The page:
A nationwide Gallup  survey estimates that 3.4% of the U.S. adult population has identified as LGBT, which is approximately 9 million people. Among that number, 76% are gay men and 87% lesbians, according to Community Marketing Inc. An estimated 7.7 households out 1,000 are same-sex couples in the U.S.

The LGBT community is a significant contributor to the U.S. economy. The buying power of same-sex partnered households is significant when compared to the average U.S. household, which offers considerable opportunities to manufacturers and retailers that are able to satisfy the need states of these consumers, according to Nielsen.

Data points out that 75% of LGBT are living in DINK households.

“If you are with a company that is looking to market to a community with traditionally more disposable income, then the LGBT market is something you should consider,” says Jeen T. Grace, LGBT marketing and communications expert.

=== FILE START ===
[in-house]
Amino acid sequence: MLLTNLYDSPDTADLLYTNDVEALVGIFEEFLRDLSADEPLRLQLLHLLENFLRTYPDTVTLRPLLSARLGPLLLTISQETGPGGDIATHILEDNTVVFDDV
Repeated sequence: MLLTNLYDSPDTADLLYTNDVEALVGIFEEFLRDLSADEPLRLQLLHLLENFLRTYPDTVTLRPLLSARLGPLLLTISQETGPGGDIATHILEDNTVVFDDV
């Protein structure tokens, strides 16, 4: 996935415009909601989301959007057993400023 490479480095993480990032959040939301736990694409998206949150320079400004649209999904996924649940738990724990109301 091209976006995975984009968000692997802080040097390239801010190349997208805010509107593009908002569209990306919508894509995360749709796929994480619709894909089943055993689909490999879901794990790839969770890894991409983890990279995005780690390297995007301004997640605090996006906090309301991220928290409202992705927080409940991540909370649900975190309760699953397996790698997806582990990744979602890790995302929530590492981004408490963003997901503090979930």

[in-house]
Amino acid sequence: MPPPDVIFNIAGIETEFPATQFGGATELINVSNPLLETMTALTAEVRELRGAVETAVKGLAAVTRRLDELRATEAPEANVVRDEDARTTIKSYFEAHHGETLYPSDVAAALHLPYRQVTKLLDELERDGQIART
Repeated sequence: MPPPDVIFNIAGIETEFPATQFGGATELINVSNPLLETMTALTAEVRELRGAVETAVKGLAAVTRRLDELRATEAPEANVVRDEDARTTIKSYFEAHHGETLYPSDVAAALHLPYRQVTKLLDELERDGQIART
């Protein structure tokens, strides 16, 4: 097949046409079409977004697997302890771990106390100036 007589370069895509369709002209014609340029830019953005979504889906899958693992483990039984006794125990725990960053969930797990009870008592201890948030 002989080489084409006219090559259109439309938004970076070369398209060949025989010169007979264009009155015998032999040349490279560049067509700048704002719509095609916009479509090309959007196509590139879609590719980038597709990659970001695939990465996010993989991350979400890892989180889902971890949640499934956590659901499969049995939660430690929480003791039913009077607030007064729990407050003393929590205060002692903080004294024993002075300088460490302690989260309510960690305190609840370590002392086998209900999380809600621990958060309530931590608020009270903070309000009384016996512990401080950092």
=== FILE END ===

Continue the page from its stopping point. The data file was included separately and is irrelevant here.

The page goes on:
According to Grace, if you put in perspective the LGBT buying power with the top four niche segments, LGBT consumers have four times the buying power per person than Hispanics and African Americans, and double the buying power of Asian Americans. So while LGBT Americans are the smallest sized based on actual population, they have two to four times more buying power that their diverse counterparts. ADD GRAPHIC

What marketers need to know about LGBT adults is that are loyal consumers that shop more consistently, spend a larger amount, and feel positive about the shopping experience. Numbers show that 70% of LGBT adults would pay for a premium product from a company that supports the LGBT community. Also, 74% of them are likely to consider brands that support nonprofits/causes important to LGBT consumers. And 78% of LGBT adults, their friends, family, and relatives would switch to brands that are known to be LGBT-friendly.